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I was curious if there is a way to clear the terminal buffer/output through some keyboard shortcut. I am using Ubuntu. I am aware that

Ctrl + L

clears the terminal, but you can still scroll back to see the old text. I am looking for something similar to what


command does. On Mac

apple + k

seems to do the trick.

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migrated from Jun 21 '11 at 2:17

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up vote 23 down vote accepted

In gnome terminal, you can edit the keyboard shortcuts with Edit -> Reset Shortcuts... You can then map the command "Reset and Clear", which seems to do what you're looking for.

Alternatively, you can limit the scrollback history to a small number (say 0) and Ctrl+L will be closer to what you are looking for.

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Thanks, the shortcut thing works! – Naveen Jun 21 '11 at 1:21
This may have changed in newer versions of gnome and the gnome terminal. For me it's Edit -> Preferences -> Shortcuts (I'm using GNOME Terminal v3.16.2) – Chris Sprague Aug 21 '15 at 13:43
  • CTRL+u clears from cursor to beginning of line

  • CTRL+k clears from cursor to end of line

  • CTRL+d clears one character to the right of the cursor

  • Esc+Backspace clears one word to the left of the cursor

  • Esc+d clears one word to the right of the cursor

  • Alt+left/right jumps to the beginning of the previous/next word

To clear the entire screen add the following alias to your ~/.bashrc file:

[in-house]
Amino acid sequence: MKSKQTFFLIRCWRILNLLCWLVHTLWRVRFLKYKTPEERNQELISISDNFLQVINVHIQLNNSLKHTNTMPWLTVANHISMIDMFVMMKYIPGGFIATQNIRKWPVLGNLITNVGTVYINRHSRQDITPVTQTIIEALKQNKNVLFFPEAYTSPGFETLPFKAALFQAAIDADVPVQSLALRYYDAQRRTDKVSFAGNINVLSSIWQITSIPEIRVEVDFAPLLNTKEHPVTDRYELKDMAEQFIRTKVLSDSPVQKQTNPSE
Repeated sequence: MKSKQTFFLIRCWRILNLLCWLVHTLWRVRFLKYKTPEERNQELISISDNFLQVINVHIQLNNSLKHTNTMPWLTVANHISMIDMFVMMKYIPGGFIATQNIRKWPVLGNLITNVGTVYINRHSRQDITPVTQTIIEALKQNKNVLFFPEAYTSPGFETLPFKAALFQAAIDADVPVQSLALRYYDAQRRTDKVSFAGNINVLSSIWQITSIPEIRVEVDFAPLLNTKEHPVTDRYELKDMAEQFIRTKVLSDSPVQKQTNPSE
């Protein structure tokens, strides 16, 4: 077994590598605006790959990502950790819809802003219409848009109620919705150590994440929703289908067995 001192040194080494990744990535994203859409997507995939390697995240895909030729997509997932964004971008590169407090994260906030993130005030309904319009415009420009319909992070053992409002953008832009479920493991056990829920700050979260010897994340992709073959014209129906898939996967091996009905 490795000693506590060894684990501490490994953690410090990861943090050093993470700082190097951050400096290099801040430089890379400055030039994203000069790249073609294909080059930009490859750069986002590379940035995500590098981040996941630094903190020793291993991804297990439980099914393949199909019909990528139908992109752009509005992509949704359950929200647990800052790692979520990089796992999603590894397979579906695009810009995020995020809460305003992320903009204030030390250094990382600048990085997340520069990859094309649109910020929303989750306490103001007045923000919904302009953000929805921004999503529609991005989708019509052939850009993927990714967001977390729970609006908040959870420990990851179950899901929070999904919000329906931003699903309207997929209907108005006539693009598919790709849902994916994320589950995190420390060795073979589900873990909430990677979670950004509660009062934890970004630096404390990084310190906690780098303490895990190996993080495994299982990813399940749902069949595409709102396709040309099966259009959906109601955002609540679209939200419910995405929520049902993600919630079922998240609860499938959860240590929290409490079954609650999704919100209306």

alias cls="echo -ne '\033c'"

Now, in a new terminal typing cls will clear everything including the scroll buffer. It works much faster than reset since it does not reset anything.

In fact reset is only needed when you want to fix a broken terminal, e.g. after running cat on a binary file.

If you are on OSX, then Command ()+k will clear the terminal.

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And how would I add a shortcut to do this using without typing out cls? – FloatingRock Jul 5 '14 at 6:01
@FloatingRock: this would depend on your desktop environment and possibly your terminal, if the terminal has no way of attaching a command to a shortcut, then your only chance is to set a system-global shortcut which is DE-dependent. For example, in XFCE, that would be Settings > Keyboard > Shortcuts, don't remember for other shells. – ccpizza Jul 6 '14 at 15:19
I've been looking for something like this for months.. – aggregate1166877 Dec 2 '14 at 14:36

Ctrl+L redraws the terminal; it doesn't clear it. If you're in a full-screen app like less or vim, the Ctrl-L command is what you use to redraw a corrupted screen. In vim with color syntax highlighting, for example, you can use ctrl_l to update the colors if you scroll a long distance and vim gets confused by matching quotes or brackets or similar.

Just for reference if someone searches and finds this... If you need to clear the scroll-back buffer, either set your buffer to 0 lines or close the window and reopen it. Or "while true; do print; done" and then interrupt with ctrl+c when you've output enough lines to blow the buffer. The scroll buffer is application dependent, so while the given solution works for Gnome terminal, it won't work for really any other terminal device.

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I use Konsole. I've always used Ctl-Shift-X in the past to clear everything, including the scrollback. There is a new and better way now: Ctl-Shift-K and Googling "konsole keyboard shortcuts clear history" doesn't get you there very easily, but it gets you here.

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